As a disabled woman I have been marginalised by a society that treats people as disposable commodities within the Capitalist machine. Throughout history disabled people have been ignored, silenced, treated as if we are stupid, useless. Alas, the ‘does she take sugar?’ attitude persists even in the 21st century. Disability is the last great taboo which feeds on society’s fear of death, illness and impairment. This is an issue which affects everyone, disabled and non-disabled, because we all age, sooner or later our bodies start to let us down and no-one is ever perfect. We live in a society obsessed with superficial appearances, it’s a kind of body fascism and it creates a lot of misery.
Creative writing and art have given me an equal voice. They have empowered me, helped to counter the negative stereotypes of disability that underpin mainstream culture. Visual arts and writing are two sides of the same coin for me. I often incorporate text in my artwork through collage and photography. I enjoy unexpected juxtapositions. I tend to use abstract and surreal imagery and a lot of colour in both poetry and art. They are just different ways of communicating my unique experience of the world. In recent years I’ve focused more on poetry as it feels purer, more precise. It satisfies my obsessive compulsive streak! Poetry works through the construction of images, as well as metaphor, rhythm and rhyme. And there is the important visual element of words typed on paper, black on white, the shape of the poem on the page. Concrete poems, ekphrastic poems, black-out poems, cut-up poems, acrostic poems all rely on our visual sense.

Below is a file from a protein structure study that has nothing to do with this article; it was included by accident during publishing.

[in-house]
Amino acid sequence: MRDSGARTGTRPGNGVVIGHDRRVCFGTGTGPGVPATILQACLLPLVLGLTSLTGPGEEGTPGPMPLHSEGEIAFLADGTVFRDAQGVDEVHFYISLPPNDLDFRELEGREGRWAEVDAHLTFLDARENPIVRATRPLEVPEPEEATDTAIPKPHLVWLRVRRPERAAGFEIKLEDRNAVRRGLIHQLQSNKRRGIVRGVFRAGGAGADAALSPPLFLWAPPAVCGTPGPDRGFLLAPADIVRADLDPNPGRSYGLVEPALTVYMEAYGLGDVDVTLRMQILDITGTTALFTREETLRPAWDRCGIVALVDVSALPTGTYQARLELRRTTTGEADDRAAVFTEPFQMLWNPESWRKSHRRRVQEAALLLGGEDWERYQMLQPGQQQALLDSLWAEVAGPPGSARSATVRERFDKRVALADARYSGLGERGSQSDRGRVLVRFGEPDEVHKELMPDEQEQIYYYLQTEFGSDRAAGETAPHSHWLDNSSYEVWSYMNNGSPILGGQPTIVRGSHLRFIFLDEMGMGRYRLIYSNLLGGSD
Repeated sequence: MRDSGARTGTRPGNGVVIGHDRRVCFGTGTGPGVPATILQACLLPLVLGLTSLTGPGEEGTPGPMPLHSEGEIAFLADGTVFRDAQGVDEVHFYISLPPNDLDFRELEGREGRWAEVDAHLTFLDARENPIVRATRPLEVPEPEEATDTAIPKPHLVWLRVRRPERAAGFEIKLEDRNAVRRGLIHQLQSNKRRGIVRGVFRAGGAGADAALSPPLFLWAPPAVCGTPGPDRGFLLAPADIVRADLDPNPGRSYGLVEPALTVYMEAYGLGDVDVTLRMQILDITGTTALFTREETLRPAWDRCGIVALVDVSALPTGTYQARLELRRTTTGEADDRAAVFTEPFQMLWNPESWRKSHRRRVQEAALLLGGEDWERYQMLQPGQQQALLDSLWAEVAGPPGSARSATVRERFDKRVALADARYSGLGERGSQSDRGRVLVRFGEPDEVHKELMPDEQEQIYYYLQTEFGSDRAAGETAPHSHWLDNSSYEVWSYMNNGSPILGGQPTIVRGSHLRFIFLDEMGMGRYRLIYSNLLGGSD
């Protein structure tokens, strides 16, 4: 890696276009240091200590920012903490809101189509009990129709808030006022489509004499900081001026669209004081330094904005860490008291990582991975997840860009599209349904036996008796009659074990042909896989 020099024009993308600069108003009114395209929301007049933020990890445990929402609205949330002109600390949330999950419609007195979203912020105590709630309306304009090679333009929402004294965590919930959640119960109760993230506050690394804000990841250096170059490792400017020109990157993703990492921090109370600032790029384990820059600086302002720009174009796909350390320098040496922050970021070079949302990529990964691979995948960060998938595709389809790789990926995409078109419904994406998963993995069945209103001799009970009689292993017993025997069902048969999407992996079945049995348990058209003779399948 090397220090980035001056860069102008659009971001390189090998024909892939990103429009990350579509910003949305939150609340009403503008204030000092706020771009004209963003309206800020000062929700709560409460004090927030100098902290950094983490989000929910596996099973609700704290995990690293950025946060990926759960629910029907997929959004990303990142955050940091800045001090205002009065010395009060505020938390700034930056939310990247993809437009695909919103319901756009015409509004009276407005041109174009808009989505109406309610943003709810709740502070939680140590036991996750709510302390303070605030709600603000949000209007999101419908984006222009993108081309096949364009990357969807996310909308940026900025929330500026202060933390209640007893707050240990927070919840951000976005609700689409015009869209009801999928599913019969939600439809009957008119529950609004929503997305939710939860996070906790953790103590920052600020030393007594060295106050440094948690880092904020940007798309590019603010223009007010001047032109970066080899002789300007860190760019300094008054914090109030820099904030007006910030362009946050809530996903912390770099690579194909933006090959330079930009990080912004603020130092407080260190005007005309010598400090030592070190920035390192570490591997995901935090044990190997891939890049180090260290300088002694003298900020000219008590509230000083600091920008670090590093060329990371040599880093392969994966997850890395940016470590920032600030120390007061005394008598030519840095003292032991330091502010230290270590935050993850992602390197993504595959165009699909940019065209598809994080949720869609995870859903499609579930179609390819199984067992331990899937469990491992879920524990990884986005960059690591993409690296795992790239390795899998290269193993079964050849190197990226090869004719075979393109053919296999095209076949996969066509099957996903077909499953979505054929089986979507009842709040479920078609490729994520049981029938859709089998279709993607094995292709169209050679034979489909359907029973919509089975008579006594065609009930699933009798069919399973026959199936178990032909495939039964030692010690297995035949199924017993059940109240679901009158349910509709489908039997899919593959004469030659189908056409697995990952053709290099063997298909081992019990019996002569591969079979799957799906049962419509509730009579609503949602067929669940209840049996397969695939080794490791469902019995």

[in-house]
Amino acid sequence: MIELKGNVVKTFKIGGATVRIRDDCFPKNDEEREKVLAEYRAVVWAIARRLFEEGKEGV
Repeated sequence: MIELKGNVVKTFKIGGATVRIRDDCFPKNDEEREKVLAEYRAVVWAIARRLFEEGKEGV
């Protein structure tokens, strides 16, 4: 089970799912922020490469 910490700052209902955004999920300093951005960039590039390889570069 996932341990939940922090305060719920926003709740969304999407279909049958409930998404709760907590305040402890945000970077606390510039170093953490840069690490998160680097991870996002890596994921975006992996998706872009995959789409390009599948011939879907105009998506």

I am often asked about my working methods. Like many writers I keep a journal. I try to write every day even if it’s just a few words. Ideas and phrases frequently come to me at night and I record them on my phone otherwise they are lost. Sometimes the first line of a poem will take root in my mind and I can’t rest until I’ve put it down on paper. Once it gets a hold on me I can’t let go until it’s finished. Stephen King said that when he’s writing it’s as if he’s just a channel, a conduit for a story that already exists in a mysterious parallel universe. I agree. Like King I believe in what the psychologist Carl Jung named the collective unconscious. Creative people and mystics are able to tap into universal images and stories that we need in order to navigate our path through a complex and difficult life.
There have been many tines when creativity has literally saved my life. I survived several long hospital stays trapped in a bed alone in a small room because I had paper and pencils. I was able to make my mark on a world that seemed to have forgotten me. I have a vivid memory of drawing a vase of anemones on my bedside locker when I was in intensive care at the age of nine after spinal surgery that left me paralysed. Looking at those delicate flowers, the pastel colours, the shapes and recording them on paper reminded me of the beauty of the world beyond the horror and pain of the hospital.